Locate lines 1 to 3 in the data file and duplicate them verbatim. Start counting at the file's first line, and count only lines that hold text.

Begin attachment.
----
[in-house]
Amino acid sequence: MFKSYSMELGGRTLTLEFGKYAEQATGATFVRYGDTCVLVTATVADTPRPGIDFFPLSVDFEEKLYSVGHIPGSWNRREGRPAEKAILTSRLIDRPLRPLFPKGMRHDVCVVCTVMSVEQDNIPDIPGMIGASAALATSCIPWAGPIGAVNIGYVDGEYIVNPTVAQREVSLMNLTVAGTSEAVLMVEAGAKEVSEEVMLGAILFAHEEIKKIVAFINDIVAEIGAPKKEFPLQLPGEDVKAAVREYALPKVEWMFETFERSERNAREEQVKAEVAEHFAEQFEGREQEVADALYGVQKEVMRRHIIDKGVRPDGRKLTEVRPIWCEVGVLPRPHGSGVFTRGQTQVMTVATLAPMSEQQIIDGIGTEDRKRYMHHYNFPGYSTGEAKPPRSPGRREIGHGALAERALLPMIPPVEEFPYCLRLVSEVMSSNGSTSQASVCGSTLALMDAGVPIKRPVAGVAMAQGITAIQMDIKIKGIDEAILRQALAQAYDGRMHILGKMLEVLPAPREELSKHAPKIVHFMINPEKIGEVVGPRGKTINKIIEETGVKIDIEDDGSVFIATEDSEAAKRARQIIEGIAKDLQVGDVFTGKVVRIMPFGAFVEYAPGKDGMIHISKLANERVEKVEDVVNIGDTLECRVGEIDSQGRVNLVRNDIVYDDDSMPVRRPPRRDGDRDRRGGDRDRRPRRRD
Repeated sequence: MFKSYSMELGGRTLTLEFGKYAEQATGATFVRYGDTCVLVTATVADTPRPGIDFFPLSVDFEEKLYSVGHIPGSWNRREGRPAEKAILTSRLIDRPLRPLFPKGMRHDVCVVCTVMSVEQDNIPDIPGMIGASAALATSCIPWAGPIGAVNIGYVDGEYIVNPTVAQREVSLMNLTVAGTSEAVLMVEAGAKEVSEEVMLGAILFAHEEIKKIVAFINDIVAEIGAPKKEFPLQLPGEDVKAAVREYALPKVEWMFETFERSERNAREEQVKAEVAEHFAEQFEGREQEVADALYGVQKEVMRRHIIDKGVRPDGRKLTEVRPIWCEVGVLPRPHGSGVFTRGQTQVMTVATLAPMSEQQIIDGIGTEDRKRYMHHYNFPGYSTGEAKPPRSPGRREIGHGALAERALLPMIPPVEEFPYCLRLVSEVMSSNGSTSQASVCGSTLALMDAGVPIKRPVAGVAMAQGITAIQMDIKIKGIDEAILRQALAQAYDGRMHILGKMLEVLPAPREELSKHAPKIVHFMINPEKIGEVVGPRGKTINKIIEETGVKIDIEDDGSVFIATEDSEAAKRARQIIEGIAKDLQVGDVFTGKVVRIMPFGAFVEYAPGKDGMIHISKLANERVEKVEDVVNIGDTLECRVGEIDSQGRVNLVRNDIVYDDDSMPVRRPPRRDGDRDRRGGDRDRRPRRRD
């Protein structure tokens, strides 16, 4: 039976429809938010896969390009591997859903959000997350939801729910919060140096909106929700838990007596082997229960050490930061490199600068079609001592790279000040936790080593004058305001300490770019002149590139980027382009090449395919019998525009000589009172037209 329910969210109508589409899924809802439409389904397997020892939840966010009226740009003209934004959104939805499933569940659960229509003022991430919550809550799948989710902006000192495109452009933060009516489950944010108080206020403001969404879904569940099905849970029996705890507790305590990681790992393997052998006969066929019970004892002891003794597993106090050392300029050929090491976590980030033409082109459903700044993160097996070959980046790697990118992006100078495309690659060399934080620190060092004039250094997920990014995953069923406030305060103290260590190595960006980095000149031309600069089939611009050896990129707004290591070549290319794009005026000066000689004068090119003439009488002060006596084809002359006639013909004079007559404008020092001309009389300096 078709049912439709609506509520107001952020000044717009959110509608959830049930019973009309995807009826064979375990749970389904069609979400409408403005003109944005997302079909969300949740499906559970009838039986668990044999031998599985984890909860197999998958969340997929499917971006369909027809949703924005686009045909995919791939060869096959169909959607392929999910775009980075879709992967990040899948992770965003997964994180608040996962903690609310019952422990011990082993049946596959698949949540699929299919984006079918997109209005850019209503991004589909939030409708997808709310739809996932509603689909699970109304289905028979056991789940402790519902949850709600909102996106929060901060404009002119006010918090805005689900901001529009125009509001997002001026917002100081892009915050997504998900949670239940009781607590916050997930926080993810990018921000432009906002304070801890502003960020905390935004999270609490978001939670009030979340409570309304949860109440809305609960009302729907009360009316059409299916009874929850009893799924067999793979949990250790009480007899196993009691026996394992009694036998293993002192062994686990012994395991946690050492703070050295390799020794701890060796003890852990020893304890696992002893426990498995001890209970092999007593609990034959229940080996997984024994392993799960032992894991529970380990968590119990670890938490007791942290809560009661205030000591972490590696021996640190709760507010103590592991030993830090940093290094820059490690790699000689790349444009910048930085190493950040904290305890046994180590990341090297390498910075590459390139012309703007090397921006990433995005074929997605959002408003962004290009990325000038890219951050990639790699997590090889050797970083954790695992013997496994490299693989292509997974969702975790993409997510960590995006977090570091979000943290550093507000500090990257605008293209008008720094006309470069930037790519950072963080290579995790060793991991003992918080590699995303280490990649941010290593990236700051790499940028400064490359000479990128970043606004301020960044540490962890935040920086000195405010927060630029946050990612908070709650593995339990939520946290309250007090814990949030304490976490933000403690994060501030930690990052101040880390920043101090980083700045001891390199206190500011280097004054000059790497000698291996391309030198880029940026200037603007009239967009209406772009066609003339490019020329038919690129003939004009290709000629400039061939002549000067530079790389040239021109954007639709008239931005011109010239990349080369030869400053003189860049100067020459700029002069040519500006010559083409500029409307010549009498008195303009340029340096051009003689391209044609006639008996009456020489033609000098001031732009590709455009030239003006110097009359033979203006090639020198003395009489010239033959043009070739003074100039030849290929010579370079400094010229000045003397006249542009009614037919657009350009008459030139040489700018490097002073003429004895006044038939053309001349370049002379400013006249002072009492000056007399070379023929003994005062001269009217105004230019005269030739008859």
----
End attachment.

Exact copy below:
[in-house]
Amino acid sequence: MFKSYSMELGGRTLTLEFGKYAEQATGATFVRYGDTCVLVTATVADTPRPGIDFFPLSVDFEEKLYSVGHIPGSWNRREGRPAEKAILTSRLIDRPLRPLFPKGMRHDVCVVCTVMSVEQDNIPDIPGMIGASAALATSCIPWAGPIGAVNIGYVDGEYIVNPTVAQREVSLMNLTVAGTSEAVLMVEAGAKEVSEEVMLGAILFAHEEIKKIVAFINDIVAEIGAPKKEFPLQLPGEDVKAAVREYALPKVEWMFETFERSERNAREEQVKAEVAEHFAEQFEGREQEVADALYGVQKEVMRRHIIDKGVRPDGRKLTEVRPIWCEVGVLPRPHGSGVFTRGQTQVMTVATLAPMSEQQIIDGIGTEDRKRYMHHYNFPGYSTGEAKPPRSPGRREIGHGALAERALLPMIPPVEEFPYCLRLVSEVMSSNGSTSQASVCGSTLALMDAGVPIKRPVAGVAMAQGITAIQMDIKIKGIDEAILRQALAQAYDGRMHILGKMLEVLPAPREELSKHAPKIVHFMINPEKIGEVVGPRGKTINKIIEETGVKIDIEDDGSVFIATEDSEAAKRARQIIEGIAKDLQVGDVFTGKVVRIMPFGAFVEYAPGKDGMIHISKLANERVEKVEDVVNIGDTLECRVGEIDSQGRVNLVRNDIVYDDDSMPVRRPPRRDGDRDRRGGDRDRRPRRRD
Repeated sequence: MFKSYSMELGGRTLTLEFGKYAEQATGATFVRYGDTCVLVTATVADTPRPGIDFFPLSVDFEEKLYSVGHIPGSWNRREGRPAEKAILTSRLIDRPLRPLFPKGMRHDVCVVCTVMSVEQDNIPDIPGMIGASAALATSCIPWAGPIGAVNIGYVDGEYIVNPTVAQREVSLMNLTVAGTSEAVLMVEAGAKEVSEEVMLGAILFAHEEIKKIVAFINDIVAEIGAPKKEFPLQLPGEDVKAAVREYALPKVEWMFETFERSERNAREEQVKAEVAEHFAEQFEGREQEVADALYGVQKEVMRRHIIDKGVRPDGRKLTEVRPIWCEVGVLPRPHGSGVFTRGQTQVMTVATLAPMSEQQIIDGIGTEDRKRYMHHYNFPGYSTGEAKPPRSPGRREIGHGALAERALLPMIPPVEEFPYCLRLVSEVMSSNGSTSQASVCGSTLALMDAGVPIKRPVAGVAMAQGITAIQMDIKIKGIDEAILRQALAQAYDGRMHILGKMLEVLPAPREELSKHAPKIVHFMINPEKIGEVVGPRGKTINKIIEETGVKIDIEDDGSVFIATEDSEAAKRARQIIEGIAKDLQVGDVFTGKVVRIMPFGAFVEYAPGKDGMIHISKLANERVEKVEDVVNIGDTLECRVGEIDSQGRVNLVRNDIVYDDDSMPVRRPPRRDGDRDRRGGDRDRRPRRRD